Before you do anything else, then—before you write a blog, make a video, or post to social media—it’s important to have a documented strategy. In creating this content marketing strategy, you’ll reap a number of big benefits.

You’ll have clearly defined goals.

The first benefit is that you’ll have some sense of what you’re trying to achieve. Are you producing content to educate and inform potential customers, making things easier on your sales team? Is it purely for SEO? Are you trying to develop industry-wide thought leadership and authority?

All of these are noble and attainable goals, but you need to clarify them so you know what kind of content to write.

You’ll have metrics in place.

Not only does a content marketing strategy help you set goals, but it also forces you to define success. How will you know when your content marketing efforts are doing what they’re supposed to? Which metrics will you look toward? What kind of reporting do you need to measure your content’s effectiveness?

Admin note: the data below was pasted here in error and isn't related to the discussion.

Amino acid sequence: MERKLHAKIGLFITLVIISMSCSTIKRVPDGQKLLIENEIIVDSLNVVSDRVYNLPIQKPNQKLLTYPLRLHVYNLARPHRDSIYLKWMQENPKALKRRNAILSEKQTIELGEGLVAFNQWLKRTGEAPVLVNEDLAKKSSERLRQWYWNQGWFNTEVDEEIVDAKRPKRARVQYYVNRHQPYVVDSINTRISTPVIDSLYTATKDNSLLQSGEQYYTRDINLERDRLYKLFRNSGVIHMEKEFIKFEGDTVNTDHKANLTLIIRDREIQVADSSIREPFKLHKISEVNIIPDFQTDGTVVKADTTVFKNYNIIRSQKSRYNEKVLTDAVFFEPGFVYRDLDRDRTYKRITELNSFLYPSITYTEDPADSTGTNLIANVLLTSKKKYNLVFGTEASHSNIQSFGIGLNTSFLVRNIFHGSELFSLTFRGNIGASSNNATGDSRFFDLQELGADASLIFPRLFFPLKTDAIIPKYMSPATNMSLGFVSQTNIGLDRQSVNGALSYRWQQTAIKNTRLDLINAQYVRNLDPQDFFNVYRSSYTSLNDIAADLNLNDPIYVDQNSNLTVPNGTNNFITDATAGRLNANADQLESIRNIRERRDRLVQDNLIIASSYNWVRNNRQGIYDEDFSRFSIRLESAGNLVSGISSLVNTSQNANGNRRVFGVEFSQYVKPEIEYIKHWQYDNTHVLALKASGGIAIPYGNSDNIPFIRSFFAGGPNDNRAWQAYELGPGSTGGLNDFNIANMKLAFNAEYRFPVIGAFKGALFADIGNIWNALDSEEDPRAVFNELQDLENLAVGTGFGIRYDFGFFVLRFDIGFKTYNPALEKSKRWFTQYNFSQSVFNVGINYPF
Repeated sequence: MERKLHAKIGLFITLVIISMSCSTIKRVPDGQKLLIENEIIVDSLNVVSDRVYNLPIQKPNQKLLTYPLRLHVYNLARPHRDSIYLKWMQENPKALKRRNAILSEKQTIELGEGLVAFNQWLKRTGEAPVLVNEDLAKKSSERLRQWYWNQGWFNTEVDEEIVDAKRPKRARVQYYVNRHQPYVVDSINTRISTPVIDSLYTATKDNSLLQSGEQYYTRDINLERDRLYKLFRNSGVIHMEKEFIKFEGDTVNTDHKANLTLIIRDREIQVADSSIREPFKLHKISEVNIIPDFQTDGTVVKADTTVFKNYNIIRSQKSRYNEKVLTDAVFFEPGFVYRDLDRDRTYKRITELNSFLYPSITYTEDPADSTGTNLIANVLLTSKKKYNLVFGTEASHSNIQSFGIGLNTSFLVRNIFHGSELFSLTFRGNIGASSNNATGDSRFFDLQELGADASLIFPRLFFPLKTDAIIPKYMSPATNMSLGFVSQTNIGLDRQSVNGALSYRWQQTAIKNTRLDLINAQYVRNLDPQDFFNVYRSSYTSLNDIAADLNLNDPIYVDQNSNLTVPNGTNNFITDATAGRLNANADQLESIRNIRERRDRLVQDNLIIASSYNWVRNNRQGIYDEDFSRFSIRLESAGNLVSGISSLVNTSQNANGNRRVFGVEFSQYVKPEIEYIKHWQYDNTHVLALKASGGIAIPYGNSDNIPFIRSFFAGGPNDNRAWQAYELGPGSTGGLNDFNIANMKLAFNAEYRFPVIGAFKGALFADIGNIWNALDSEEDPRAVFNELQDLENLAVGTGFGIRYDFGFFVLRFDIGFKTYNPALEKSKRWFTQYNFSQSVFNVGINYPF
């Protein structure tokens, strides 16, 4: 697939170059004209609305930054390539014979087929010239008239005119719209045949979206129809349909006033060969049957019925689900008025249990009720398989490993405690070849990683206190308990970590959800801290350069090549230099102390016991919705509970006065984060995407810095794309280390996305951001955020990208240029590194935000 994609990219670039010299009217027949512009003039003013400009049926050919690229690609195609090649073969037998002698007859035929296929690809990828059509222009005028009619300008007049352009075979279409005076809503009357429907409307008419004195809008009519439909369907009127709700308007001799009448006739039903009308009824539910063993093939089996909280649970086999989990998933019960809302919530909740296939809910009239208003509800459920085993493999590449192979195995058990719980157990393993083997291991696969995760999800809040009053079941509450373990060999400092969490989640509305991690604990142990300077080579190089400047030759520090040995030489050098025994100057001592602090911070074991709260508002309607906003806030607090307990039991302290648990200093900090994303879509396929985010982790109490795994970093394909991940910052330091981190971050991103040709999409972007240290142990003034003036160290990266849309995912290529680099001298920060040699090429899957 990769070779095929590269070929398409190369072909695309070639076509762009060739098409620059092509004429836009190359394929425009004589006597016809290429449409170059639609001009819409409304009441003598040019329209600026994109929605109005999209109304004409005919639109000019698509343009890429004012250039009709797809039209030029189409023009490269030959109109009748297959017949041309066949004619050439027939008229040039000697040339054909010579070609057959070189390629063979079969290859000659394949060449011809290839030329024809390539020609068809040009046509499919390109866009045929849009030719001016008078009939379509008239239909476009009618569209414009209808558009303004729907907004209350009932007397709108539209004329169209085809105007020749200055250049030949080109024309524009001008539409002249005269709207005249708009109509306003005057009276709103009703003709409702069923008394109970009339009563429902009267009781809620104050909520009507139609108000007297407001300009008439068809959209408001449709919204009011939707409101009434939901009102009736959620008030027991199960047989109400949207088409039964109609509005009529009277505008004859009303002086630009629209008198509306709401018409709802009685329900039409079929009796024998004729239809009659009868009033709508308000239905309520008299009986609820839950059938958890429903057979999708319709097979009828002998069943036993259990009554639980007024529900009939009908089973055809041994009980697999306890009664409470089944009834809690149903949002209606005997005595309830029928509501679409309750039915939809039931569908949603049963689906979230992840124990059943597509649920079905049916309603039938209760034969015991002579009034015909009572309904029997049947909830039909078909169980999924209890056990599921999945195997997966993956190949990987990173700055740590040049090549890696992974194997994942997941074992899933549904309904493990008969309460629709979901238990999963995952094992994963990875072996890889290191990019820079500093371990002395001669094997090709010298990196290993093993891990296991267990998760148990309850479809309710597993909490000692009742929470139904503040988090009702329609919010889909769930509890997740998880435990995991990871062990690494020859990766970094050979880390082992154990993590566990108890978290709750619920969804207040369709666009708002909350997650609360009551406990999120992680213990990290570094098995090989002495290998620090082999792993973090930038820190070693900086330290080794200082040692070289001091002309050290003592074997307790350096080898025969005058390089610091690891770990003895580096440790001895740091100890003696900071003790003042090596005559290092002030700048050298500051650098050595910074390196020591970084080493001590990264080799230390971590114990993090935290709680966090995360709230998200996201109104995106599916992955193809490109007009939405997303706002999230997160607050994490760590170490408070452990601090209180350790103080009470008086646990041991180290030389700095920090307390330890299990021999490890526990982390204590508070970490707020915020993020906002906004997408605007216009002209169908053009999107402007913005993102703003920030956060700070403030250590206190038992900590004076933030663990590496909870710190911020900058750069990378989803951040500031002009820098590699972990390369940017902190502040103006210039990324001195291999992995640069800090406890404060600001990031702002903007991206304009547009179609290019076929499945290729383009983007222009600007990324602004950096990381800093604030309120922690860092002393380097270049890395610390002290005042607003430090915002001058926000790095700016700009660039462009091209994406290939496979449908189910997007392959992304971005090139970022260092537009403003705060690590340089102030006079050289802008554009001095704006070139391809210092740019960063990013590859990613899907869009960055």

A content marketing strategy provides you with the answers to these questions—and helps you to say for certain whether or not you’re achieving the right results with your content efforts.

You’ll define your audience.

Your content won’t be effective unless you tailor it to your audience—which means, of course, that you have to know who that audience is.

A content marketing strategy should lead you to think critically about who you’re trying to reach, and ideally to create buyer personas to ensure that you address your audience with as much precision as possible.

You’ll discover the right channels.

Regular content creation on YouTube, Facebook, Snapchat, LinkedIn, and Twitter—to say nothing of blogs and emails—may prove both costly and time-consuming. But what if you don’t actually need all those channels? What if, to meet your goals and address your audience, you really just need two or three of them?

That could prove tremendously advantageous to the bottom line—and with a content marketing strategy in place, you’ll have a much more accurate sense of which channels you really need and which you can do without.

You’ll understand your content creation needs.